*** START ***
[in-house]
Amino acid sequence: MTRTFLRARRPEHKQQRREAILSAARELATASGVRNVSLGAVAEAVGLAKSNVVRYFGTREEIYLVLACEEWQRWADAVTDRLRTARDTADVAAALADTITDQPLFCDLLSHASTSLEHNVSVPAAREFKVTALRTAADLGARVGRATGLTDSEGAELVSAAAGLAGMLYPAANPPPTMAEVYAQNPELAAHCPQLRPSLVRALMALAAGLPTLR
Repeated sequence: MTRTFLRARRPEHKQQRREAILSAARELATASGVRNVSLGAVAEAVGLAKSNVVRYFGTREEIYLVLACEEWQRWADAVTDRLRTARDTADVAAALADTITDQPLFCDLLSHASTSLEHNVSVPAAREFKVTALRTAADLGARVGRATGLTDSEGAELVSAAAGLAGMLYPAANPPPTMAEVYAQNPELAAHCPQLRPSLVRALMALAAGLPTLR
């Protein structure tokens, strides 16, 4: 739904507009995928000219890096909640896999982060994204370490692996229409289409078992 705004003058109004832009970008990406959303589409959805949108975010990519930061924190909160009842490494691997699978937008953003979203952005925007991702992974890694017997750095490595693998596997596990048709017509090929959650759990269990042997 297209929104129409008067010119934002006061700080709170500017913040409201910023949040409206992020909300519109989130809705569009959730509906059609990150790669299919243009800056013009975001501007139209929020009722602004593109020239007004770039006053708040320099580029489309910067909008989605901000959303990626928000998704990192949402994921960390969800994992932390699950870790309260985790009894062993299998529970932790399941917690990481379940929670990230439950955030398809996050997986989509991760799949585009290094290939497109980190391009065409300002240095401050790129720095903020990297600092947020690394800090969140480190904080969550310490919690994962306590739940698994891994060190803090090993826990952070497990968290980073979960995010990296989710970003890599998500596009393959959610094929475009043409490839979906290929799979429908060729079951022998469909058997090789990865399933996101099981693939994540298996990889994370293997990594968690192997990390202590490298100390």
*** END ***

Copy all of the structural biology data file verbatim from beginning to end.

[in-house]
Amino acid sequence: MTRTFLRARRPEHKQQRREAILSAARELATASGVRNVSLGAVAEAVGLAKSNVVRYFGTREEIYLVLACEEWQRWADAVTDRLRTARDTADVAAALADTITDQPLFCDLLSHASTSLEHNVSVPAAREFKVTALRTAADLGARVGRATGLTDSEGAELVSAAAGLAGMLYPAANPPPTMAEVYAQNPELAAHCPQLRPSLVRALMALAAGLPTLR
Repeated sequence: MTRTFLRARRPEHKQQRREAILSAARELATASGVRNVSLGAVAEAVGLAKSNVVRYFGTREEIYLVLACEEWQRWADAVTDRLRTARDTADVAAALADTITDQPLFCDLLSHASTSLEHNVSVPAAREFKVTALRTAADLGARVGRATGLTDSEGAELVSAAAGLAGMLYPAANPPPTMAEVYAQNPELAAHCPQLRPSLVRALMALAAGLPTLR
């Protein structure tokens, strides 16, 4: 739904507009995928000219890096909640896999982060994204370490692996229409289409078992 705004003058109004832009970008990406959303589409959805949108975010990519930061924190909160009842490494691997699978937008953003979203952005925007991702992974890694017997750095490595693998596997596990048709017509090929959650759990269990042997 297209929104129409008067010119934002006061700080709170500017913040409201910023949040409206992020909300519109989130809705569009959730509906059609990150790669299919243009800056013009975001501007139209929020009722602004593109020239007004770039006053708040320099580029489309910067909008989605901000959303990626928000998704990192949402994921960390969800994992932390699950870790309260985790009894062993299998529970932790399941917690990481379940929670990230439950955030398809996050997986989509991760799949585009290094290939497109980190391009065409300002240095401050790129720095903020990297600092947020690394800090969140480190904080969550310490919690994962306590739940698994891994060190803090090993826990952070497990968290980073979960995010990296989710970003890599998500596009393959959610094929475009043409490839979906290929799979429908060729079951022998469909058997090789990865399933996101099981693939994540298996990889994370293997990594968690192997990390202590490298100390």